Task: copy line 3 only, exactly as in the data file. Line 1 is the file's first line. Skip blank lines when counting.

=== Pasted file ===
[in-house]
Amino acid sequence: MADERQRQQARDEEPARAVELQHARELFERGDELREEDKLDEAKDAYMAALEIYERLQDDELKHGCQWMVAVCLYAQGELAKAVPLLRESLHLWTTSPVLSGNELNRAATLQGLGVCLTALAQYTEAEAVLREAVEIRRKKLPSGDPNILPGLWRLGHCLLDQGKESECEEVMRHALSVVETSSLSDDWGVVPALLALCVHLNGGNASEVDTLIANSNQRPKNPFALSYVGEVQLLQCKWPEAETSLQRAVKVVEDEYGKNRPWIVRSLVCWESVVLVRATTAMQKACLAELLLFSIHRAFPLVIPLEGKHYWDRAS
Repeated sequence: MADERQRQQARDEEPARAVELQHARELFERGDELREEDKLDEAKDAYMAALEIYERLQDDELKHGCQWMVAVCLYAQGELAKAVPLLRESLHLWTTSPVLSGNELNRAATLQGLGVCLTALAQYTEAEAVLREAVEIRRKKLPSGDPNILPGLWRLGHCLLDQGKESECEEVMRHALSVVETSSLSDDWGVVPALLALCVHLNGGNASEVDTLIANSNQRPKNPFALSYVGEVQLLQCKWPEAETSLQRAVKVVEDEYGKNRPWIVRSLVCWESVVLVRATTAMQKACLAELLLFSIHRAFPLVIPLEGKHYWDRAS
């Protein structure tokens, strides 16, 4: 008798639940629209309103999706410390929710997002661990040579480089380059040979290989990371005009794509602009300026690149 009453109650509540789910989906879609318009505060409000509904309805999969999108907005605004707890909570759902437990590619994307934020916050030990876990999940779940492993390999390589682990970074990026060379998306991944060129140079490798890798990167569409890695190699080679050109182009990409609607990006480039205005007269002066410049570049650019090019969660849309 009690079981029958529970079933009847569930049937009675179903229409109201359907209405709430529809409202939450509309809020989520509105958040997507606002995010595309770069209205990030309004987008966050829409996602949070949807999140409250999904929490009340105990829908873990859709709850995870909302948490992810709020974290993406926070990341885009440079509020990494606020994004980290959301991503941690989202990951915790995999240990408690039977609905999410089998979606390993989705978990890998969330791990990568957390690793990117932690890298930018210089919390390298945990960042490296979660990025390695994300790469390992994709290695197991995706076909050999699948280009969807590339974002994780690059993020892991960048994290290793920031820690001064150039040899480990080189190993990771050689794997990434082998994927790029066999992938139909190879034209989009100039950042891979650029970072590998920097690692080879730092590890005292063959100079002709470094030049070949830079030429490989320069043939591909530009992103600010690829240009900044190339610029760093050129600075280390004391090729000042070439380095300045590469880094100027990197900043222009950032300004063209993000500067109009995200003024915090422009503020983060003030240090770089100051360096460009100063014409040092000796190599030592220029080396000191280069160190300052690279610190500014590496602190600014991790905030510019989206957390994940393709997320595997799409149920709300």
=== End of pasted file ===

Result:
Repeated sequence: MADERQRQQARDEEPARAVELQHARELFERGDELREEDKLDEAKDAYMAALEIYERLQDDELKHGCQWMVAVCLYAQGELAKAVPLLRESLHLWTTSPVLSGNELNRAATLQGLGVCLTALAQYTEAEAVLREAVEIRRKKLPSGDPNILPGLWRLGHCLLDQGKESECEEVMRHALSVVETSSLSDDWGVVPALLALCVHLNGGNASEVDTLIANSNQRPKNPFALSYVGEVQLLQCKWPEAETSLQRAVKVVEDEYGKNRPWIVRSLVCWESVVLVRATTAMQKACLAELLLFSIHRAFPLVIPLEGKHYWDRAS